As we approach the end of the sick season, I have had more than a few questions about when to sing if a student is sick and more than a few situations with students wanting to sing when they are sick. As singers, the body is the instrument. As such, it should always be treated delicately when it comes to sickness. I am not a doctor, I am just a singer, so please take my advice as such—what one singer recommends to another singer.
My rules for singing while sick are very strict and I have turned away several students in the past month who have shown up to lessons sick. The reasons are fairly selfish, if I’m being honest. Having recently suffered a viral infection in my vocal cords that made me aphonic for almost a week, I have become more stringent on students coming to my studio sick. If they feel they can’t miss a singing lesson, I often tell the parents that I feel the same way—I can’t miss a singing lesson either. In my case, I don’t get paid if I don’t teach. I would rather miss one lesson because someone is sick and needs to stay home than twenty because I am sick and need to stay home.
My selfishness aside, viral and bacterial infections, especially those that begin in the throat and lungs, can easily spread to the vocal cords if proper rest and recovery are not taken. I have had at least two of my colleagues suffer vocal paralyzation because of viral infections getting into their vocal cords. The physical therapy they went through because of it is something I would not risk any of my students needing. According to one ENT specialist, many people are affected by some form of vocal paralyzation due to illness, but very few, except singers who need their voice to move in very specific ways, ever notice it.
My rule of thumb has always been to reschedule a lesson if you have a fever. Fevers tend to indicate a contagious illness. As for colds, I will sometimes allow a singer to sing through a cold, especially if they are at the tail end of it, but I always make sure to tell them why this is a risky thing to do and show them what is happening to their vocal cords physically when they decide to sing with a cold. I do not allow students to sing if they have just started to feel sick because of the virus; however, if they have been sick for a while and their cold is mostly just symptoms, I will allow them to sing. I also warn them that singing with a virus such as a cold can get into the vocal cords and cause serious damage.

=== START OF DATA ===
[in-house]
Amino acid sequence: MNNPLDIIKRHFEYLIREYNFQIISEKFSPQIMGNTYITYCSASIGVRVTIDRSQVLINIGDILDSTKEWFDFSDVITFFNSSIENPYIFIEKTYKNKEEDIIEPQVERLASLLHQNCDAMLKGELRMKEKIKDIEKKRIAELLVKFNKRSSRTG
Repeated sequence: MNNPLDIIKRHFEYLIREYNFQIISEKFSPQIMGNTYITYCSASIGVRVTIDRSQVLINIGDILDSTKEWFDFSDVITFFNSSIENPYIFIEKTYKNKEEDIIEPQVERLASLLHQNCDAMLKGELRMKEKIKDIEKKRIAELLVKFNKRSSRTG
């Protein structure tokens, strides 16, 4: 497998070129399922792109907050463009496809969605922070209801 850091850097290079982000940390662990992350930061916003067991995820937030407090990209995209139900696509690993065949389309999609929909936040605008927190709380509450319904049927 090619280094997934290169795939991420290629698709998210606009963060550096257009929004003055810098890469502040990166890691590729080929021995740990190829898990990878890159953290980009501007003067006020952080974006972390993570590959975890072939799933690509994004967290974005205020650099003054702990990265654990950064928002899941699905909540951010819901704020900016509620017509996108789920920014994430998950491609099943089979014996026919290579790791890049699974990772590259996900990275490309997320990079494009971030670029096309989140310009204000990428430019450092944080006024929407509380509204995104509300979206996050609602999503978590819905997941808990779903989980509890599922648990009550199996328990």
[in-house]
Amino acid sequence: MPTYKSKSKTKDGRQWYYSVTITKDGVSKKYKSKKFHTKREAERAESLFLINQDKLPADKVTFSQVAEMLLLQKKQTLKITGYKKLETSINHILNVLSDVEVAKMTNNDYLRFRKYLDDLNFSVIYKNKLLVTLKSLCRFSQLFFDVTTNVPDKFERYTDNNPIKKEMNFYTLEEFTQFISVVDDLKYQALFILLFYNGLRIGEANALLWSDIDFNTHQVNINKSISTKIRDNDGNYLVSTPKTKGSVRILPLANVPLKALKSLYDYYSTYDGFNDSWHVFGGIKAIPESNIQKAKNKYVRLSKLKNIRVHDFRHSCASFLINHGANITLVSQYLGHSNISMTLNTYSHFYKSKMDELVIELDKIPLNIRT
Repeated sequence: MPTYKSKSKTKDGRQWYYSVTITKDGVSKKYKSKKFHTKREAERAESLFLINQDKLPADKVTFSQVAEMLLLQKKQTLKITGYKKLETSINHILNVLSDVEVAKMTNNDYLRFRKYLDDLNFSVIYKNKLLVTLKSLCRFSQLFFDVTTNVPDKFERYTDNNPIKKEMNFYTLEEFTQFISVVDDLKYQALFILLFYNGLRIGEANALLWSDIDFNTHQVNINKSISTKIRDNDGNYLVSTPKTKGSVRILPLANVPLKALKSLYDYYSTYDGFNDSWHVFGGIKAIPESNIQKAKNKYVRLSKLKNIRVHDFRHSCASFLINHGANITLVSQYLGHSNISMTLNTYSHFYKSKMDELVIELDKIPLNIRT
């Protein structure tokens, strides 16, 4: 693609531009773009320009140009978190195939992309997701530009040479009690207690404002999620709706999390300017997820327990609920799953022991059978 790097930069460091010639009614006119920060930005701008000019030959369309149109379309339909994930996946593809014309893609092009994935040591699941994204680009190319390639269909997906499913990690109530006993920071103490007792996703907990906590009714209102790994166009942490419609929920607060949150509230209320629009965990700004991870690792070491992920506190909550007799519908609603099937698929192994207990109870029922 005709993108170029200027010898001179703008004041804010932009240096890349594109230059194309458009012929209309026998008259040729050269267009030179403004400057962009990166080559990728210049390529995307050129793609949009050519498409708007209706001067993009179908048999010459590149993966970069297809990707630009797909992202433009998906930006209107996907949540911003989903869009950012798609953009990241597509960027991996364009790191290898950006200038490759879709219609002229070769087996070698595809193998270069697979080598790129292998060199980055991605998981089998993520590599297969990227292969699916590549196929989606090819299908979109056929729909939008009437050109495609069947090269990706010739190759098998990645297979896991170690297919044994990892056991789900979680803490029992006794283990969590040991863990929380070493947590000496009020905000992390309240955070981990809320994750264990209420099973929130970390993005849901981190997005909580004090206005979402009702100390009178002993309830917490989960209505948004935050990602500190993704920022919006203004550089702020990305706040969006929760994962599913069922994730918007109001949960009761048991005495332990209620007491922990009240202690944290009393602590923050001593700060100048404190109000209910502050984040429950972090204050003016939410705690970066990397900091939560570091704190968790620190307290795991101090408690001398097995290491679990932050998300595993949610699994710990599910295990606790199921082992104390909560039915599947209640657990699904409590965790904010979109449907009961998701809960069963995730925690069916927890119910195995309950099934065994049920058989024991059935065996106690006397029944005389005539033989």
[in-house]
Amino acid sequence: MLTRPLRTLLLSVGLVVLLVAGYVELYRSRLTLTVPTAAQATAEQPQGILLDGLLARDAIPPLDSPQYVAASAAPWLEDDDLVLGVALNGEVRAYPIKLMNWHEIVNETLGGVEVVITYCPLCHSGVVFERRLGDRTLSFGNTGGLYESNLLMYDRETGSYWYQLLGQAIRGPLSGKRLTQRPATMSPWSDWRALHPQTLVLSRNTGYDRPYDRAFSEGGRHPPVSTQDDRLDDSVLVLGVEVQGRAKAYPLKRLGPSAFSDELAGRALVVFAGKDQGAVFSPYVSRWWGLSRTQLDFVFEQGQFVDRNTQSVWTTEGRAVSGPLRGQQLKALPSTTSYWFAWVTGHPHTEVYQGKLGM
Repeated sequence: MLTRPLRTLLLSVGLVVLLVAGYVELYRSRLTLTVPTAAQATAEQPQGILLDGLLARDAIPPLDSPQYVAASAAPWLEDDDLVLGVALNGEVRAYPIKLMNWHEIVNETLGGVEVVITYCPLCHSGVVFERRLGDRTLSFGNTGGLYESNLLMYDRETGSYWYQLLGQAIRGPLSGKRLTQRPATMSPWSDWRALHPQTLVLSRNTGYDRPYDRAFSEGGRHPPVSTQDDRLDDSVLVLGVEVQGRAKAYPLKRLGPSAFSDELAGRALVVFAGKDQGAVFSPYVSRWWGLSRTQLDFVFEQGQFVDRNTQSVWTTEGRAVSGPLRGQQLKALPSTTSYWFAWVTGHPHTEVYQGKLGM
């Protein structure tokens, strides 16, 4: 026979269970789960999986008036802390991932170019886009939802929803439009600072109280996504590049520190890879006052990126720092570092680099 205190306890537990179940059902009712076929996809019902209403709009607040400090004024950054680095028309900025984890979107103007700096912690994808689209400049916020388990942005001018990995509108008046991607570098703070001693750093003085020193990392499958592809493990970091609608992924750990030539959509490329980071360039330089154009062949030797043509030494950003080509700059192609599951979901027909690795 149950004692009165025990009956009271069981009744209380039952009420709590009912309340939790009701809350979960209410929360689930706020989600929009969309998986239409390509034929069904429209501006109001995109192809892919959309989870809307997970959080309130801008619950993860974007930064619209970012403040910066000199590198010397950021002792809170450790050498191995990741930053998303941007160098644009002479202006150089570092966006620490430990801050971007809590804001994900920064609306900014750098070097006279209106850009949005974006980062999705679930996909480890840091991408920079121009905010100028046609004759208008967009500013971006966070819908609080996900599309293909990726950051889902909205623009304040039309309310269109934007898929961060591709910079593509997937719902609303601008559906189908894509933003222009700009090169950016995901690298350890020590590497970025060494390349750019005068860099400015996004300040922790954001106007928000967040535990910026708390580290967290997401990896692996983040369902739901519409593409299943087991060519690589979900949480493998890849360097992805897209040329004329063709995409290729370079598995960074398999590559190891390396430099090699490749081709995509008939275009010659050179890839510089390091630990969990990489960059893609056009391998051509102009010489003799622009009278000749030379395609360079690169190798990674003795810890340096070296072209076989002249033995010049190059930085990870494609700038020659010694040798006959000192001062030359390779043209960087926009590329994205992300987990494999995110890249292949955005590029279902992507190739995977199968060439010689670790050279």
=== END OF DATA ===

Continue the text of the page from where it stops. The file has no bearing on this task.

I also show them how the swelling in their vocal cords causes breathiness, describe to them how they are playing a “warped” instrument and that if they use proper singing technique, they will not achieve the same results they would if they were healthy. I also tend to have them sing only briefly and then work on theory, song analysis, diction, aural skills and other work that sometimes gets left by the wayside during a singing lesson where the student is healthy.
Unfortunately, I have many students who have many singing commitments and sometimes are asked to sing when they shouldn’t be—choir rehearsals, school plays, among others. Performance schedules do not wait for illness, and in these cases, I often write a note to their director telling them that I recommend they mark the music and avoid singing during rehearsal.
In my opinion, illness and singing do not go well together. If you or your student is sick, please rest and take the time to get better. Working with a warped instrument doesn’t do anything constructive—you are not practicing on your instrument, you are practicing on a damaged instrument and you are risking serious vocal injury if you do. Practice on your instrument when it’s healthy—you will be practicing singing the way your body is supposed to sing and you will not be risking damage to your vocal cords. Analyze your music and study your music theory when you are sick. And, above all, take care of yourself and drink lots of water!